Biosecurity for New Zealand's forage production systems


  • S.L. Goldson
  • N.D. Barlow
  • P.J. Gerard
  • T.A. Jackson
  • C.B. Phillips
  • R. Watson
  • A. Rahman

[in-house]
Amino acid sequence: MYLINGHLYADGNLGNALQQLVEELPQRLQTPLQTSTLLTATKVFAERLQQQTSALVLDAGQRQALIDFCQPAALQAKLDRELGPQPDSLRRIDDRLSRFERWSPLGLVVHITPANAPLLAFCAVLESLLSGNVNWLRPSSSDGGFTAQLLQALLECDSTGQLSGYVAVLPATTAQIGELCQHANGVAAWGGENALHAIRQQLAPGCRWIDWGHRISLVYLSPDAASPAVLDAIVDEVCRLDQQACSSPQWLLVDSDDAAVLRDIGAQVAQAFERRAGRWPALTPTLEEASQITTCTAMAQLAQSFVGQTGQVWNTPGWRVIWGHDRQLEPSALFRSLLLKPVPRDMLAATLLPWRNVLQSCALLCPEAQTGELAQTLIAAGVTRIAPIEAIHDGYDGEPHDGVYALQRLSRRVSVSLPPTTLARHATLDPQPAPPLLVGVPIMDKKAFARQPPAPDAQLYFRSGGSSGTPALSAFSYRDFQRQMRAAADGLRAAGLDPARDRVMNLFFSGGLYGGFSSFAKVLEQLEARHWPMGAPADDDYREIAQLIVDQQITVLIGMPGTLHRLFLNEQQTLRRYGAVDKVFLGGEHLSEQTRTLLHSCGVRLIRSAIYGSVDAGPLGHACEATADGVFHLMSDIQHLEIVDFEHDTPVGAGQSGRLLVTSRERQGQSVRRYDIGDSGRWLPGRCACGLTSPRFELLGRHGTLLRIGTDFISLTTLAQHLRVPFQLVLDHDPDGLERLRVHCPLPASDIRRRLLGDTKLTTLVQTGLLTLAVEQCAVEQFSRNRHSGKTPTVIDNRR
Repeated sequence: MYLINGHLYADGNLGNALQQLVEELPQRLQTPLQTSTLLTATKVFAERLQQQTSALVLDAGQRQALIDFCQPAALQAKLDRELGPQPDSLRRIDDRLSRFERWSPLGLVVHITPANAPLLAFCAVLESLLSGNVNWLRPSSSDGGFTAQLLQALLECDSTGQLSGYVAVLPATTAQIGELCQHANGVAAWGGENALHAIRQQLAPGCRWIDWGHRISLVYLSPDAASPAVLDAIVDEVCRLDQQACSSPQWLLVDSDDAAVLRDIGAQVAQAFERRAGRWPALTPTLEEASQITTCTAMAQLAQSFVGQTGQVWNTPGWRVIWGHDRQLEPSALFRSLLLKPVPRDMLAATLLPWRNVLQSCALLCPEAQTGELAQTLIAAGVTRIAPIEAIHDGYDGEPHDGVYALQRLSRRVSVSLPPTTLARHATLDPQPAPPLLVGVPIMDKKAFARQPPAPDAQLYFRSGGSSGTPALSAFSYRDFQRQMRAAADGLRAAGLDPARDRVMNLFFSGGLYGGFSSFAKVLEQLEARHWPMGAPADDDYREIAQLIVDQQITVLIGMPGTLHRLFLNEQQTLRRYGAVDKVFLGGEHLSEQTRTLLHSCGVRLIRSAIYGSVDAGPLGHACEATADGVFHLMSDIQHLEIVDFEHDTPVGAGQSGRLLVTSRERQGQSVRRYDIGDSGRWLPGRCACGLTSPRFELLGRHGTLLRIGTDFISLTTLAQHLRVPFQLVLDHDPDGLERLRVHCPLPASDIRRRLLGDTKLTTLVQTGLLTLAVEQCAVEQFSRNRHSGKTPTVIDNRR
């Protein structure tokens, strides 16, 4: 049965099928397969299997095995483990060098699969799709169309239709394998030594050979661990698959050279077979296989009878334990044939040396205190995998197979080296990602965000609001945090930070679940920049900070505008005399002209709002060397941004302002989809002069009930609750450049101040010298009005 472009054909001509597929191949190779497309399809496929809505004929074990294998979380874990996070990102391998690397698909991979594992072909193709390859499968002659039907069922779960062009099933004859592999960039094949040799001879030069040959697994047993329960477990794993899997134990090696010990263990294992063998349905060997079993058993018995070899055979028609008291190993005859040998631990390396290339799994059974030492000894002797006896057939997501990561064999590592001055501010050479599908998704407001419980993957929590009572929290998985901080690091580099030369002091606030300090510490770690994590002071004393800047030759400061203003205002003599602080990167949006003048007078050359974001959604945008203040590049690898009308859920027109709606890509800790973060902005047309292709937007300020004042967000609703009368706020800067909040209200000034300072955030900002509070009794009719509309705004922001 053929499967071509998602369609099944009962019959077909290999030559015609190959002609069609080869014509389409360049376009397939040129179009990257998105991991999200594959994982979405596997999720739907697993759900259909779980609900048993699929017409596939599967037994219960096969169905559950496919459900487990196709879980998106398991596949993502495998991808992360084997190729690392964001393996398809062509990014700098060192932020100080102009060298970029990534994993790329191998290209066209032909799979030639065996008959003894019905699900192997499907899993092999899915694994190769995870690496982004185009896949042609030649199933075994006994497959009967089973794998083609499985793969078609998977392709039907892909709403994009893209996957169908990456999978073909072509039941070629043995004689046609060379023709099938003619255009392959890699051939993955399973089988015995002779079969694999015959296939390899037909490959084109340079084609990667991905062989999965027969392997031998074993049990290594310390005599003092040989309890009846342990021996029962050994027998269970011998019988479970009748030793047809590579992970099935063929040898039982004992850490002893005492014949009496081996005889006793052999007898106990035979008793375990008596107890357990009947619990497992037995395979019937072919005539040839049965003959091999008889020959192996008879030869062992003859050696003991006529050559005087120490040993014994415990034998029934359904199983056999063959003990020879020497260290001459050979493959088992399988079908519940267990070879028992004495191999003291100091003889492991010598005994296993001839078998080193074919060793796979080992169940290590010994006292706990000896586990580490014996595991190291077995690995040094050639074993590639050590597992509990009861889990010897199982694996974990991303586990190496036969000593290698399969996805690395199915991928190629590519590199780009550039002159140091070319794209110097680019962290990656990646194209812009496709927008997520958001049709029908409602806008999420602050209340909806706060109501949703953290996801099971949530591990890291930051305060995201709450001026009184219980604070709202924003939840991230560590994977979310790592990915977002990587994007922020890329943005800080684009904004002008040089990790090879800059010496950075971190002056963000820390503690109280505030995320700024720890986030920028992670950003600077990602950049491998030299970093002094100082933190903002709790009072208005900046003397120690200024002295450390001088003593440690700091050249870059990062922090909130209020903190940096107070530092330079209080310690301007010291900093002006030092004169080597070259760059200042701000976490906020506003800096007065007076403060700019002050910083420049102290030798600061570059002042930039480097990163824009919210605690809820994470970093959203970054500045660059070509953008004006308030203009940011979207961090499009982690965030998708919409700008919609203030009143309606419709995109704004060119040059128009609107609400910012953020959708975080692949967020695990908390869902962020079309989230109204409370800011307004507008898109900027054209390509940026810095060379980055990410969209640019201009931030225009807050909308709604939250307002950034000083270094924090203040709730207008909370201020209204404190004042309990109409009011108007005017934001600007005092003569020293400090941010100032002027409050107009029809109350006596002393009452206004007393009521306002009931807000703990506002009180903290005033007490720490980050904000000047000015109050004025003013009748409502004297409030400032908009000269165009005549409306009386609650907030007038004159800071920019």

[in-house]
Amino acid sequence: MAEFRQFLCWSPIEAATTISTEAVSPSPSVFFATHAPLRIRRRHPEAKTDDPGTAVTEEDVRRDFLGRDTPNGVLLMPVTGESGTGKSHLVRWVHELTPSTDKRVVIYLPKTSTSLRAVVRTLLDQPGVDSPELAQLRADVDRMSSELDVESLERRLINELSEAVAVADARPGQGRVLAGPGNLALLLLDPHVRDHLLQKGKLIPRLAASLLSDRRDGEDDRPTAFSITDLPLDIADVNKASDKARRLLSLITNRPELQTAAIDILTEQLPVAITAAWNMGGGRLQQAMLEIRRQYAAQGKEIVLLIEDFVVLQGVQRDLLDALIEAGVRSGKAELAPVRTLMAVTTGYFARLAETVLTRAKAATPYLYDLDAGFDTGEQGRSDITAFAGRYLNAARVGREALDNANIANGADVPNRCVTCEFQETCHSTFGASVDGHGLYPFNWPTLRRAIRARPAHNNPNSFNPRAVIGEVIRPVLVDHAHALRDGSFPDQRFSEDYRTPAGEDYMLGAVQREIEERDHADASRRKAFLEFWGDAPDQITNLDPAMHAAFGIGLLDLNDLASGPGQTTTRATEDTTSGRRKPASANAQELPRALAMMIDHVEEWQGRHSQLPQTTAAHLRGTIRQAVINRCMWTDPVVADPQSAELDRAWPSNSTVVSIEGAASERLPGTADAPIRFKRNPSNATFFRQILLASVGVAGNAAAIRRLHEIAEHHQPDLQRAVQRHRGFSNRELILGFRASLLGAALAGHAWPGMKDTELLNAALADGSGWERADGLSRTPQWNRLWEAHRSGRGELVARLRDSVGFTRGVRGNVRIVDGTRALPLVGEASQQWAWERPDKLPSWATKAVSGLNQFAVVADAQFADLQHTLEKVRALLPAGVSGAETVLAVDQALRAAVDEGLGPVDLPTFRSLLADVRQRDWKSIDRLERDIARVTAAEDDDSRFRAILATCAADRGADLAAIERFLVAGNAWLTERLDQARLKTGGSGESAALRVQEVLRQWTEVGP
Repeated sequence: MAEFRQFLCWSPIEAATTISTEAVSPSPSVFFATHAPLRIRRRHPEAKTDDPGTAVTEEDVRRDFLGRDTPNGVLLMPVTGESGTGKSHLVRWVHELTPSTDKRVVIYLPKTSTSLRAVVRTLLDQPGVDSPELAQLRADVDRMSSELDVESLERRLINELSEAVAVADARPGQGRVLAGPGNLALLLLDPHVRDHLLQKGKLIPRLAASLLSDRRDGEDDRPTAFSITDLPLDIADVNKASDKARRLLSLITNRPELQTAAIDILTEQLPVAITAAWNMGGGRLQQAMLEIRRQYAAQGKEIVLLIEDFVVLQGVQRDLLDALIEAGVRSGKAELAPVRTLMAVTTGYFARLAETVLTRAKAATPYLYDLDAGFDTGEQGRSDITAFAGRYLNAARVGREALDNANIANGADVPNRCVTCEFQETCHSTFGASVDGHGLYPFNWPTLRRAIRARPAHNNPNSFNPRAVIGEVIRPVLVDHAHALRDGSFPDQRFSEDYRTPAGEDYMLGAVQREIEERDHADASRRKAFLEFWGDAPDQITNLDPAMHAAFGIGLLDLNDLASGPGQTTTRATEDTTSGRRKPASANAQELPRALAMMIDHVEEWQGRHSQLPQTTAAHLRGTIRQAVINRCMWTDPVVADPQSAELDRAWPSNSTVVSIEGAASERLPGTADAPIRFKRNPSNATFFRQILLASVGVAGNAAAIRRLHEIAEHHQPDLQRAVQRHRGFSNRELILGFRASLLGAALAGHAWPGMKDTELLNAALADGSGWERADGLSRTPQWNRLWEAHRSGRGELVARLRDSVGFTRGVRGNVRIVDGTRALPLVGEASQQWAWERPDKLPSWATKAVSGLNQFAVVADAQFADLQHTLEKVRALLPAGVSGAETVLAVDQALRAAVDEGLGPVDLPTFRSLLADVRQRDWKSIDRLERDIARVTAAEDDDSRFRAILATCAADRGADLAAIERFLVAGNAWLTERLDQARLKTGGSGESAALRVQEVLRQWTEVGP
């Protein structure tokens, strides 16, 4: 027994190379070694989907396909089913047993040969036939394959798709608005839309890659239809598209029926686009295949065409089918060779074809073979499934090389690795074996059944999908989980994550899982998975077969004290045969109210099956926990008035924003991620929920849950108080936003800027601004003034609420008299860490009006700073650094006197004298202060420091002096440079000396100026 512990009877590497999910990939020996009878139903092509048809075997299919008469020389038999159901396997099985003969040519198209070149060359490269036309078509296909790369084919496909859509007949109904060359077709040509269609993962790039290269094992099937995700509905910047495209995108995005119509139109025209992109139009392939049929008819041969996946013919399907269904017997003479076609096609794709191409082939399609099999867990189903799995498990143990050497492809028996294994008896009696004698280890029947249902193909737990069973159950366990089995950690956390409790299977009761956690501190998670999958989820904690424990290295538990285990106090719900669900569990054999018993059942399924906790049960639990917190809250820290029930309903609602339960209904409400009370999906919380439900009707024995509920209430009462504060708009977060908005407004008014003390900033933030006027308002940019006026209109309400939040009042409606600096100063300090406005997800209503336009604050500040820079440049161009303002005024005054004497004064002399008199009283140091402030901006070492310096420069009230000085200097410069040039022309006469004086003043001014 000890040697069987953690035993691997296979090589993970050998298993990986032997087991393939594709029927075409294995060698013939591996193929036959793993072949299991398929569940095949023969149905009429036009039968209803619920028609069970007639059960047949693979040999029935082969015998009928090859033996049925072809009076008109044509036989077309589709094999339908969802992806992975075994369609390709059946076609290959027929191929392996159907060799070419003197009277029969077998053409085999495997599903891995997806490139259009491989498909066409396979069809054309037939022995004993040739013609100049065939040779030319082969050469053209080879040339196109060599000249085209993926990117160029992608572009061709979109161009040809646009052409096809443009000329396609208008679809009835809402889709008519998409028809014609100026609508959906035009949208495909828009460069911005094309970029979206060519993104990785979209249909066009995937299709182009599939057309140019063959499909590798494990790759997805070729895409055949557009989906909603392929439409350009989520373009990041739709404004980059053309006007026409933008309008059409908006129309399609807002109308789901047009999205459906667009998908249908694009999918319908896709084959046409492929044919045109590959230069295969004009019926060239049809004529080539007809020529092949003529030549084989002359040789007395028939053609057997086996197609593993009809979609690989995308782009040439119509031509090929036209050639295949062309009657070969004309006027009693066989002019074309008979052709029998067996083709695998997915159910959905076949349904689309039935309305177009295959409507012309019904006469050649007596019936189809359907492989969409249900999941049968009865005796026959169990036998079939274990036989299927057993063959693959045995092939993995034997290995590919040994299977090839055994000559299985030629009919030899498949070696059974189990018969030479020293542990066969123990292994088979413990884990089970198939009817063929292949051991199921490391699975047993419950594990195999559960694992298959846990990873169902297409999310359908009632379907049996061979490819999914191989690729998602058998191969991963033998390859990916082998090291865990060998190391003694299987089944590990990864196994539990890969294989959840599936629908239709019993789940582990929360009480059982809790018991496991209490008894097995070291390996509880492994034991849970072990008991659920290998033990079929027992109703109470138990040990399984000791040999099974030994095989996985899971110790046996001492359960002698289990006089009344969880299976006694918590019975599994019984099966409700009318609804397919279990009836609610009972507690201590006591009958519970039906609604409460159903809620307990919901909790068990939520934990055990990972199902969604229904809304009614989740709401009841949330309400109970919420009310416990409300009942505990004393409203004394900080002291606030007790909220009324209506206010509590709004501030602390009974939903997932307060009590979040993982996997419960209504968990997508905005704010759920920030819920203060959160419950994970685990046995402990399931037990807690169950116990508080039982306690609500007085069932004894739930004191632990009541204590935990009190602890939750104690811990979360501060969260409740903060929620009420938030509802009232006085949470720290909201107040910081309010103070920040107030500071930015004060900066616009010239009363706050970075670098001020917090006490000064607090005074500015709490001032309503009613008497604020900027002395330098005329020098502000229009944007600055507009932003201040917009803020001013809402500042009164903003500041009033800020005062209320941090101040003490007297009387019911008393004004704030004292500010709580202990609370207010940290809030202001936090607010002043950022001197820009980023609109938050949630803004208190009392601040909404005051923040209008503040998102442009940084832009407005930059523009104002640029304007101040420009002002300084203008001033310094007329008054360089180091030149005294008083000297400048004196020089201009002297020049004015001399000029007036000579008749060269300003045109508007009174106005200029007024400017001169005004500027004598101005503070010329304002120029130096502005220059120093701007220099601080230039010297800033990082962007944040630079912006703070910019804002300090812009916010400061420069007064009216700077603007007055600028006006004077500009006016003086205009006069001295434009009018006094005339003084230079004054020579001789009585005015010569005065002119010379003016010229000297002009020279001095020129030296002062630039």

At a time of increasing and changing trade and tourism, biosecurity is becoming a major issue. New Zealand's pastoral ecosystems are uniquely vulnerable to invading pests and weeds and, in many regions, pastures are being used more intensively than ever. This in turn is making pest impacts more severe. Other factors causing increasing concern about biosecurity include climate change and public concern about existing pest management strategies. Weed problems are increasing in some marginal areas where there has been destocking. This contribution further discusses the need for contingency planning for biosecurity threats, particularly with reference to keeping weed and pest organisms out of this country at the border. In relation to this, funding issues for research are discussed and with this, the need for the government and sectors to clearly delineate areas of responsibility. This raises issues about the shortcomings of simplistic userpays models and the ongoing conundrum of whether and how the perpetrators and/or the 'beneficiaries' of pest management research should pay after biosecurity failure. Keywords: biosecurity, border control, eradication, funding, pests, pest management







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